Unlike in agriculture, in services it is a question of technical work, particularly to overcoming the present imbalance, which clearly favours the developed countries.

Brazil said that on difficulties in market access, the correct approach is not to put together aggregate figures and to draw an anonymous panorama, but to look at which problems - country specific or group specific problems - lie behind those figures.

Given that only one month has elapsed since the target date for revised offers, and that many members have announced that they are about to table theirs, it is premature to talk about the lack of revised offers, said Brazil.

The question is why have LDCs in general and other countries still not chosen to present offers? Brazil said in its view LDCs are still unconvinced that they have something to gain from the services negotiations.

The July Package mandate for "special attention" to LDCs has not been fulfilled. The same reasoning applies to the other developing countries that have not presented initial offers so far. If the services negotiations have nothing for them, why make offers?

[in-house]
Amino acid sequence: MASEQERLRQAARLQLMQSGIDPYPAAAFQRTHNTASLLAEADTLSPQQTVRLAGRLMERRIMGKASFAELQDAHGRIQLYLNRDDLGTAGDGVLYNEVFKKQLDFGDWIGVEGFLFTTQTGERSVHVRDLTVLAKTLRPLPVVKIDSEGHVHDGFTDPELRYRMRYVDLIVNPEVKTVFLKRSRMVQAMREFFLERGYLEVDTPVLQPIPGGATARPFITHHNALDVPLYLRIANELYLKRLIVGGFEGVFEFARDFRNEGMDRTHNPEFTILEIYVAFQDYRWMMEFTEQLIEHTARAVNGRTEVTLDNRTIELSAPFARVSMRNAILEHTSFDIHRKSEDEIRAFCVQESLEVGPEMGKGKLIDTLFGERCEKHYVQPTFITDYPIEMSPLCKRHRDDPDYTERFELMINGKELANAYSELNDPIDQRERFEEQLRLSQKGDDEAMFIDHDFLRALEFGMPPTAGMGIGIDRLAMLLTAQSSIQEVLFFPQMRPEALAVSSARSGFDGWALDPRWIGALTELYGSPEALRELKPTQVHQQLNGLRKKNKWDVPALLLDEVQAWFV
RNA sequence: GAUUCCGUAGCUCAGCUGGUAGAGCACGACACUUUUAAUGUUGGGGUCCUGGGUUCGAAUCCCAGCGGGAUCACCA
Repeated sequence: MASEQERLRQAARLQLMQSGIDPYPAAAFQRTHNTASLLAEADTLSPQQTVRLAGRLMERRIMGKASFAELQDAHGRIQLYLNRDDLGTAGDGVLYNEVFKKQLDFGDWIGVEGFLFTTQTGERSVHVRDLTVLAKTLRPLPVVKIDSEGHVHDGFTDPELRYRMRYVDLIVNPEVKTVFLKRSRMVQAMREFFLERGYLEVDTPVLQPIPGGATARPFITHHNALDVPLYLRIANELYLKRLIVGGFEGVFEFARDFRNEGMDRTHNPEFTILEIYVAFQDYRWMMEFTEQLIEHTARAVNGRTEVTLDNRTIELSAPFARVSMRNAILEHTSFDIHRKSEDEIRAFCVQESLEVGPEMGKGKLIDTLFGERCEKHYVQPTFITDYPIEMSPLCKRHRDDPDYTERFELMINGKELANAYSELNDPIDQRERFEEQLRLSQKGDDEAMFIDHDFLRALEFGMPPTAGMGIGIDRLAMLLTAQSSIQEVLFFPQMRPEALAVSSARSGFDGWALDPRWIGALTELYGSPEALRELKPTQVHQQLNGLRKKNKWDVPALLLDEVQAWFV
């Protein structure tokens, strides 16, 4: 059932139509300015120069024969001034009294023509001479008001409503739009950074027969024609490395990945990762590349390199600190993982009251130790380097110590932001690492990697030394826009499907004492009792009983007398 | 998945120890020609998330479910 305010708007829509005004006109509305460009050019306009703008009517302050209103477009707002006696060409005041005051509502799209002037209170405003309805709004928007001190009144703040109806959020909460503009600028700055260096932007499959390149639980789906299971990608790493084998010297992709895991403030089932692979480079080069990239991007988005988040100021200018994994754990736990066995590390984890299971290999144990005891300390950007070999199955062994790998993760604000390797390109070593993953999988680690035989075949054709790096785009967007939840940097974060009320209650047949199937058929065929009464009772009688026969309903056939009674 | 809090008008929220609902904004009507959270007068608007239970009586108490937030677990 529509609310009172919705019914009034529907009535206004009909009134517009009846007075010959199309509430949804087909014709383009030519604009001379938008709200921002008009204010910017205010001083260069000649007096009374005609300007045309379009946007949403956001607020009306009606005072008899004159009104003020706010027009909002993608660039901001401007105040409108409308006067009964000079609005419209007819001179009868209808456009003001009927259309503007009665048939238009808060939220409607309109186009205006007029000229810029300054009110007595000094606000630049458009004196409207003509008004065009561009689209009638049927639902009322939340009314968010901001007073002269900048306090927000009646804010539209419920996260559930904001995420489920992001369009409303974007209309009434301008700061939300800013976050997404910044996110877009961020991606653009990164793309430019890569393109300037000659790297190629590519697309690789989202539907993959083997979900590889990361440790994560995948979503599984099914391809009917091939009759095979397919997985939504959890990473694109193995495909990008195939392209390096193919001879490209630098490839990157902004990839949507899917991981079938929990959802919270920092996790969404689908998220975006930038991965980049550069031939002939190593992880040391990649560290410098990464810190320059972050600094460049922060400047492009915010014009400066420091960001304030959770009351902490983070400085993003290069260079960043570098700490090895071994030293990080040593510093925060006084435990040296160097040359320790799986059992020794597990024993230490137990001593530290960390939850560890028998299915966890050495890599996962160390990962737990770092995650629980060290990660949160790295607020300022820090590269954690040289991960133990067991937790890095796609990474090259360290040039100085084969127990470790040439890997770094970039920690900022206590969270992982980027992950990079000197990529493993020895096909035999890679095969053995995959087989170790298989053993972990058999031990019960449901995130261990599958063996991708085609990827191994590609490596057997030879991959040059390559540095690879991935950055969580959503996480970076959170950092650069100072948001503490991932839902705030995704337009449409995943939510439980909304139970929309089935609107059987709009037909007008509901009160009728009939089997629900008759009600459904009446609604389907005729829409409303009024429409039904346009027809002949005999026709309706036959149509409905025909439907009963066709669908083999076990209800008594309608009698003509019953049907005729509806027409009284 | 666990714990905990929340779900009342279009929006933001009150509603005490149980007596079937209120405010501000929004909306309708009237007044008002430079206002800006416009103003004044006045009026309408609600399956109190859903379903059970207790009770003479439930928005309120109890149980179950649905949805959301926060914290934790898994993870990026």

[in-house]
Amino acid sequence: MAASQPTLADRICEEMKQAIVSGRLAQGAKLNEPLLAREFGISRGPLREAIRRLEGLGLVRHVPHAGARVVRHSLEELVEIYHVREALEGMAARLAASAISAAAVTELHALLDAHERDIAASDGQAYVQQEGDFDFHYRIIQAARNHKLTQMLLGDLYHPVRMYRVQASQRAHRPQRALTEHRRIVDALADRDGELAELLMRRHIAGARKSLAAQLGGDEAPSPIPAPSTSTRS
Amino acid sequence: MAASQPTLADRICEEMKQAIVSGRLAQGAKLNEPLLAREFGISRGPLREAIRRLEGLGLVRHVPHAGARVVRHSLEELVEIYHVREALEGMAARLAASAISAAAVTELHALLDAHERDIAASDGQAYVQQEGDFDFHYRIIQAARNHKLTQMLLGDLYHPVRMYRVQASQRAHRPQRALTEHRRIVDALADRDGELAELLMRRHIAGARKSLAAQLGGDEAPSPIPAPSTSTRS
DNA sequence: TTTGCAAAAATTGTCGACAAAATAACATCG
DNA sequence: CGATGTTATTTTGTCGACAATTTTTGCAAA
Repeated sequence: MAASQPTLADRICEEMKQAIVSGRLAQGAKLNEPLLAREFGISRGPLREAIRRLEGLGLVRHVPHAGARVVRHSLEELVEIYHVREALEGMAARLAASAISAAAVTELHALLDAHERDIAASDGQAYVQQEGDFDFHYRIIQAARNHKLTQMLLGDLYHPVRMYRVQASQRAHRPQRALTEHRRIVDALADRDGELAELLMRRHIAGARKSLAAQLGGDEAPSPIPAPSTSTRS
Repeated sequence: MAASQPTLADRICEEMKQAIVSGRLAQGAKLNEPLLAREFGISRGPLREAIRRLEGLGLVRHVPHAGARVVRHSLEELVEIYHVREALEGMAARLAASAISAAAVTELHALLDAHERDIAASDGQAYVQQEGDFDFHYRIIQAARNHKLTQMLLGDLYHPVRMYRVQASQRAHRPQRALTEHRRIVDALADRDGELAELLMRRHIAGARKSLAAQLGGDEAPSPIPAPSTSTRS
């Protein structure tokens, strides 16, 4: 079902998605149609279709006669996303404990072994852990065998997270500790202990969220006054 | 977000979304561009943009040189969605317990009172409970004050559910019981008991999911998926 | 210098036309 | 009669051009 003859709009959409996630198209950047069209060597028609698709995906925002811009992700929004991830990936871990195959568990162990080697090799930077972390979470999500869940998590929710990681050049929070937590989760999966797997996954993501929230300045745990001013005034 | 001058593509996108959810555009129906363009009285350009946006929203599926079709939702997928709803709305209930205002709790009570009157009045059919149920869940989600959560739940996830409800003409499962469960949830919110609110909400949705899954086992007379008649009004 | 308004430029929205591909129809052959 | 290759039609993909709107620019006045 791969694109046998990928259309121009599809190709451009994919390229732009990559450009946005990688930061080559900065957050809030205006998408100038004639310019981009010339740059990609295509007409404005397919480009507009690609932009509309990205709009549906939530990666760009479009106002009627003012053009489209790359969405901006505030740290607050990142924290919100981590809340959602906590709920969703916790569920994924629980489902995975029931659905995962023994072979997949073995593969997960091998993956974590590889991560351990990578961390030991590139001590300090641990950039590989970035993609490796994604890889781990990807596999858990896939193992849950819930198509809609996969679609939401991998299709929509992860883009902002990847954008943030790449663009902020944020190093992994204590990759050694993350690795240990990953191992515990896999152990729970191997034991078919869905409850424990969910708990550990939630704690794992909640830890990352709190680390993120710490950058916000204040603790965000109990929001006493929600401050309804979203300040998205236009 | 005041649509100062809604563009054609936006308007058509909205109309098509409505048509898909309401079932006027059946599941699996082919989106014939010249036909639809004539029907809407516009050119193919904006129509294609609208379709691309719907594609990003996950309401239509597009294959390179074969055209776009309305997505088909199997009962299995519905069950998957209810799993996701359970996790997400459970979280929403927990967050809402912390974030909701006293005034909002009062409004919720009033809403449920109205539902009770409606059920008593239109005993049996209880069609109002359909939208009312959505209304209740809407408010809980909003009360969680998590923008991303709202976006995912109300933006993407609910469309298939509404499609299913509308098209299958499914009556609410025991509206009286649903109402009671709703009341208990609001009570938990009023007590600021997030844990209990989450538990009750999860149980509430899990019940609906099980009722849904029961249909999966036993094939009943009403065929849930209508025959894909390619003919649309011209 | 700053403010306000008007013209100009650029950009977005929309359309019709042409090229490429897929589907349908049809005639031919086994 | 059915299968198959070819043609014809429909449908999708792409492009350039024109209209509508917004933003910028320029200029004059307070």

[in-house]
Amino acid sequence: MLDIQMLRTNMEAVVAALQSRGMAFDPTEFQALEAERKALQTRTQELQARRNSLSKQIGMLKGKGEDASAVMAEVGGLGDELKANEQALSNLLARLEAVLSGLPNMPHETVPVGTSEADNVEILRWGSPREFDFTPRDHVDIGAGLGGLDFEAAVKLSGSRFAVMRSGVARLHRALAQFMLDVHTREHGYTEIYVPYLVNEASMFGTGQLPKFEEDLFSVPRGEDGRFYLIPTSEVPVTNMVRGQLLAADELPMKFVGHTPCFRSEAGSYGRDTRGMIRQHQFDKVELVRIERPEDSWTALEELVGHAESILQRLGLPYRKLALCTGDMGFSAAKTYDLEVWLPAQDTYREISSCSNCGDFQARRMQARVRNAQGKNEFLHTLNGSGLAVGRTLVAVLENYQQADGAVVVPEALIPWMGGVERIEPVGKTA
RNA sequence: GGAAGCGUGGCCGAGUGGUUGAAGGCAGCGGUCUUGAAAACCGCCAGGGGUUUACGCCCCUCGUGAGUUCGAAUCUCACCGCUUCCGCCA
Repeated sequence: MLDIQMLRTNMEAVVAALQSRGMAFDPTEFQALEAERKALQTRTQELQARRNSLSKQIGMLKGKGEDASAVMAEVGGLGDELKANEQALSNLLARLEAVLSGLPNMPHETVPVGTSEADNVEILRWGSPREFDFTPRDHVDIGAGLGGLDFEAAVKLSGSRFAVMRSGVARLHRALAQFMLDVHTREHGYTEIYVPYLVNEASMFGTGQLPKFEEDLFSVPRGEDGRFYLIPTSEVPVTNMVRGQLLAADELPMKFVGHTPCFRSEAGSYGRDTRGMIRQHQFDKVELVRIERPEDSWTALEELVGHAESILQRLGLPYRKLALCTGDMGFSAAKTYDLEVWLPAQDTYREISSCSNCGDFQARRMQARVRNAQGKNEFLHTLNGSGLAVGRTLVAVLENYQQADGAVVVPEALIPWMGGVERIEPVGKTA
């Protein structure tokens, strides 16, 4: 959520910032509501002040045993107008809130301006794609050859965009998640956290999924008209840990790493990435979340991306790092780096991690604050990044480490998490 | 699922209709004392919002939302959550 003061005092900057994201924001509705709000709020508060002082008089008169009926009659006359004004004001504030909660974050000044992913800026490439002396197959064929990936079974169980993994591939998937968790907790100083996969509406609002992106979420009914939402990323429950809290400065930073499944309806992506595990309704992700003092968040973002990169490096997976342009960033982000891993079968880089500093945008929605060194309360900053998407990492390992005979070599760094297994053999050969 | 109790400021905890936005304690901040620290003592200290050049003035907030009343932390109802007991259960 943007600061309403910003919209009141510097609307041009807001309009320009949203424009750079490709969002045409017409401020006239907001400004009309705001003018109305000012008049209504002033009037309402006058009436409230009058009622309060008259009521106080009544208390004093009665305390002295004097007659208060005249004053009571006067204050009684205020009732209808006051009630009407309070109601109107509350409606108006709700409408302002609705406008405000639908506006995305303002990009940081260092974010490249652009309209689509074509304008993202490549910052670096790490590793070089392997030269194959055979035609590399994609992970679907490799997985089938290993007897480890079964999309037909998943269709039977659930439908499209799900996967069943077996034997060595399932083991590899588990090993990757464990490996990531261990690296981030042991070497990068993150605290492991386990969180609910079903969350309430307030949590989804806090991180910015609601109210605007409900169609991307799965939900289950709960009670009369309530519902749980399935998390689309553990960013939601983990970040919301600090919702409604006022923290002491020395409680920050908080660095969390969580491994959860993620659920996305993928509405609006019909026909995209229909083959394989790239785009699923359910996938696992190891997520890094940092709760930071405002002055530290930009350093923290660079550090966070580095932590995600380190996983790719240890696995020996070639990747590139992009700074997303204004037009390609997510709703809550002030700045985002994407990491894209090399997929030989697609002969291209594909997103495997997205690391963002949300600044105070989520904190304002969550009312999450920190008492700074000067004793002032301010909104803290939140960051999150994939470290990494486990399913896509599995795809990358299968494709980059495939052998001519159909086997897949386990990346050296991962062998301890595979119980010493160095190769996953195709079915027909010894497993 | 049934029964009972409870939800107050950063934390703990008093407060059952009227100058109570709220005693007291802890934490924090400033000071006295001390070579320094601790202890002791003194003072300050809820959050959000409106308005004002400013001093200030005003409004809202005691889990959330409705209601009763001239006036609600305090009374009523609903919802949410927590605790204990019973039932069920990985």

"We have thus identified a first problem - lack of many initial offers - and its cause - misapprehension on the part of developing countries, mainly LDCs. If this cause is not addressed, and if a system is not devised to provide for their interests, all those lacking initial offers will probably not come up."

A second set of problems stem from the quality of revised offers. The quality overall is by no means the same. Some, like Brazil's, reflect an effort to bring about new commitments, to incorporate new sectors and to consolidate new opportunities, and these are mostly offers by developing countries.

Others, mostly by developed countries, are just a reselling of old Uruguay Round commitments, pointing to no improvements, containing even backtrackings in areas of interest for developing countries, and keeping dozens of Economic Needs Tests without giving transparency to their criteria.

Brazil said some offers are more transparent, others either still hide important barriers behind dubious inscription techniques or cancel out sectoral commitments through horizontal restrictions. One offer, for example, allegedly proposes numerical ceilings in Mode 4, but since the numbers are not given, strictly speaking they cannot be considered numerical, only discretionary barriers.